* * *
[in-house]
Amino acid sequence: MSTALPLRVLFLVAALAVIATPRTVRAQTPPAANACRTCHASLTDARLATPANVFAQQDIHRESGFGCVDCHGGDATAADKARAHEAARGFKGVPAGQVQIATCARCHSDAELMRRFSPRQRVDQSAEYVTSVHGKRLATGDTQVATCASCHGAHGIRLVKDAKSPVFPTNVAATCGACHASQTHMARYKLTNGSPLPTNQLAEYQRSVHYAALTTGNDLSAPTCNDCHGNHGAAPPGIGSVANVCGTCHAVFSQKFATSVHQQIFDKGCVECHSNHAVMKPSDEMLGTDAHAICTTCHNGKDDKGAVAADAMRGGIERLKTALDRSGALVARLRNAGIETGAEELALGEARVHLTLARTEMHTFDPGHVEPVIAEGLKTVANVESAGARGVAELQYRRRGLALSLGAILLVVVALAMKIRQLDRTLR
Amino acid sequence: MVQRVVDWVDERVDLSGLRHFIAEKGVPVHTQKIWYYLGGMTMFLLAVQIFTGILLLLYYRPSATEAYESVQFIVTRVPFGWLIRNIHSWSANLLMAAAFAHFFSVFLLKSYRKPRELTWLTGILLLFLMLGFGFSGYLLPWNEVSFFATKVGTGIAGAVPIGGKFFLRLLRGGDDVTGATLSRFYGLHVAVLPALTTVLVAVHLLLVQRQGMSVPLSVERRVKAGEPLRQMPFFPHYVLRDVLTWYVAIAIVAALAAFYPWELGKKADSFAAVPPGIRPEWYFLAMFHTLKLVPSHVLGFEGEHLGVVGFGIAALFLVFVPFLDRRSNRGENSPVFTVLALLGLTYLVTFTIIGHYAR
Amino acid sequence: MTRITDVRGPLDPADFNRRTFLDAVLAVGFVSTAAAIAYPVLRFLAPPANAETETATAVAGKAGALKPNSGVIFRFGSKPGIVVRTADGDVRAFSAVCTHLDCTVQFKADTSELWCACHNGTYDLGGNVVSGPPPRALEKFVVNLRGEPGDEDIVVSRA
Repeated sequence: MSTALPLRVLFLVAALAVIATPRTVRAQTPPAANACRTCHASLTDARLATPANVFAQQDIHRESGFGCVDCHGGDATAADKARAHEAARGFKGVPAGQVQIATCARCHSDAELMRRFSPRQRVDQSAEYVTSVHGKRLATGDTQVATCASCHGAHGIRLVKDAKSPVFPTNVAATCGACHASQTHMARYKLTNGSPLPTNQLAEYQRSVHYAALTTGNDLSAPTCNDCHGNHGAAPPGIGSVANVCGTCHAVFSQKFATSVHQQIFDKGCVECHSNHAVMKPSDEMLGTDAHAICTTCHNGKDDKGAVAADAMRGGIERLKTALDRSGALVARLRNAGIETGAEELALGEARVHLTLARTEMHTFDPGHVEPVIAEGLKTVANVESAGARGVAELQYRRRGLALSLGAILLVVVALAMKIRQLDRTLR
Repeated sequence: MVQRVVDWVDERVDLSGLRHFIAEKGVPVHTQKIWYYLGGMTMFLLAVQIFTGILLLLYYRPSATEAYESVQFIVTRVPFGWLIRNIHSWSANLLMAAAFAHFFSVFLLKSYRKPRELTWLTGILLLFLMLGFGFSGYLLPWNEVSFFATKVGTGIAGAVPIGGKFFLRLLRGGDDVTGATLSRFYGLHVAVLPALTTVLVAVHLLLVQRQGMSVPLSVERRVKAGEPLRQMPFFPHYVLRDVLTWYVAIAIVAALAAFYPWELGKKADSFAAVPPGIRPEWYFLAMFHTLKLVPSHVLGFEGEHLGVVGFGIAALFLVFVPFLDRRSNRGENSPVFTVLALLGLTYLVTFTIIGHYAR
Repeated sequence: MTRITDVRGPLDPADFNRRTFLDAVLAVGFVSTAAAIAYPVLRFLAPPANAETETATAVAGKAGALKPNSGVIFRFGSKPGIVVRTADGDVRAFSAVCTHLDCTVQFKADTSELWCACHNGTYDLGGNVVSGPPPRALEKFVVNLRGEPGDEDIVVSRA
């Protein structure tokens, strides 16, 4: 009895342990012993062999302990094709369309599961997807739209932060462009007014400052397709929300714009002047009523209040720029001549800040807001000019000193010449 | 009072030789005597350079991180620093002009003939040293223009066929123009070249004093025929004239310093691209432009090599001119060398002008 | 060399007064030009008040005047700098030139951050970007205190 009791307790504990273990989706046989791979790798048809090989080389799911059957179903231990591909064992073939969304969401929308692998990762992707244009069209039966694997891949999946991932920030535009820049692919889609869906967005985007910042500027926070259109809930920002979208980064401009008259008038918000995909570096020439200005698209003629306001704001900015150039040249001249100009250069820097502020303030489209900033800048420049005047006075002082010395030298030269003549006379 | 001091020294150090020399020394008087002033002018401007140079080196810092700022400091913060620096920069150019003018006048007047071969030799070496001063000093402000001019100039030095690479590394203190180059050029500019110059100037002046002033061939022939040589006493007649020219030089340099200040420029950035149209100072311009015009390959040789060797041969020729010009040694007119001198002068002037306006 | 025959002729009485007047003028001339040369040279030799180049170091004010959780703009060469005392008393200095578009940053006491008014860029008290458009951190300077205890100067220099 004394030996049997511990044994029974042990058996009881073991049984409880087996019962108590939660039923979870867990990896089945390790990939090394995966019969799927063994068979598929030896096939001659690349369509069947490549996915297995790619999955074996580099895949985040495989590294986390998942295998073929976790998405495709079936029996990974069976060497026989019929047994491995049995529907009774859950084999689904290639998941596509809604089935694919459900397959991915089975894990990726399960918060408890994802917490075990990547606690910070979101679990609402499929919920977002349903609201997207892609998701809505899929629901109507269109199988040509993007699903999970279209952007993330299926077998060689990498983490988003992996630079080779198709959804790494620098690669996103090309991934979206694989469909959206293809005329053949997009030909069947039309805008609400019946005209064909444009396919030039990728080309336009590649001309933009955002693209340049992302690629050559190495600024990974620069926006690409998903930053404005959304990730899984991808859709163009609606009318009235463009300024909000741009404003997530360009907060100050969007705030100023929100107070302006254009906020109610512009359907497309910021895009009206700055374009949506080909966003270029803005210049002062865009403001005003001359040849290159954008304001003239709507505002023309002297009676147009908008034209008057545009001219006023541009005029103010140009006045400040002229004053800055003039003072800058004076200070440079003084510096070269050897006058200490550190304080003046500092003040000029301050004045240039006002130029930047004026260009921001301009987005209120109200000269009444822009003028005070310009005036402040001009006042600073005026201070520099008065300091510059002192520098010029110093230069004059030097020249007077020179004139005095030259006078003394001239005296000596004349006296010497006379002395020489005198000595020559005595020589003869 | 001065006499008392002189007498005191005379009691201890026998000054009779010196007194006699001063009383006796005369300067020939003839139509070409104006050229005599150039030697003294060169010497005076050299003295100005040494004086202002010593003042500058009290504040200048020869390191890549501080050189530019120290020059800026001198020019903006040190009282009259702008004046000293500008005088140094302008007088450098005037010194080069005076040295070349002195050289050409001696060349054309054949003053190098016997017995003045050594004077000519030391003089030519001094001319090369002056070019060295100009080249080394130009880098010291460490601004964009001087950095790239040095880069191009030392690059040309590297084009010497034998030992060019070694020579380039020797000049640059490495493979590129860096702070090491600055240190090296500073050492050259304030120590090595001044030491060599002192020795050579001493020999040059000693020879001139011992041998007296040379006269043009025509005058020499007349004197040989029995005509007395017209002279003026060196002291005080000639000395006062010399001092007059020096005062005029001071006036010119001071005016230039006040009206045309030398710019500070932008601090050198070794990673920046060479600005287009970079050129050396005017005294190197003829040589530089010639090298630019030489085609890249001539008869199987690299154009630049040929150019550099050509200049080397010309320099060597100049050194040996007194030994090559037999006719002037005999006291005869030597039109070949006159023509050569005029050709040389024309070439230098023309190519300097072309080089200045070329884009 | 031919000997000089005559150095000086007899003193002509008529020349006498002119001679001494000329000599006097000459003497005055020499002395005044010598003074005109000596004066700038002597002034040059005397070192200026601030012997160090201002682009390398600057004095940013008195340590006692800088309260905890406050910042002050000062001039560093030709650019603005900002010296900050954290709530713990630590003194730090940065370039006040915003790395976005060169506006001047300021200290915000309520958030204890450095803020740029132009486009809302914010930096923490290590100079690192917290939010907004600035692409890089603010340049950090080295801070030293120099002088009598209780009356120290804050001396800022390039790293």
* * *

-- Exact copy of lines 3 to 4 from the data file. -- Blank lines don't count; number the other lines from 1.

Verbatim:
Amino acid sequence: MVQRVVDWVDERVDLSGLRHFIAEKGVPVHTQKIWYYLGGMTMFLLAVQIFTGILLLLYYRPSATEAYESVQFIVTRVPFGWLIRNIHSWSANLLMAAAFAHFFSVFLLKSYRKPRELTWLTGILLLFLMLGFGFSGYLLPWNEVSFFATKVGTGIAGAVPIGGKFFLRLLRGGDDVTGATLSRFYGLHVAVLPALTTVLVAVHLLLVQRQGMSVPLSVERRVKAGEPLRQMPFFPHYVLRDVLTWYVAIAIVAALAAFYPWELGKKADSFAAVPPGIRPEWYFLAMFHTLKLVPSHVLGFEGEHLGVVGFGIAALFLVFVPFLDRRSNRGENSPVFTVLALLGLTYLVTFTIIGHYAR
Amino acid sequence: MTRITDVRGPLDPADFNRRTFLDAVLAVGFVSTAAAIAYPVLRFLAPPANAETETATAVAGKAGALKPNSGVIFRFGSKPGIVVRTADGDVRAFSAVCTHLDCTVQFKADTSELWCACHNGTYDLGGNVVSGPPPRALEKFVVNLRGEPGDEDIVVSRA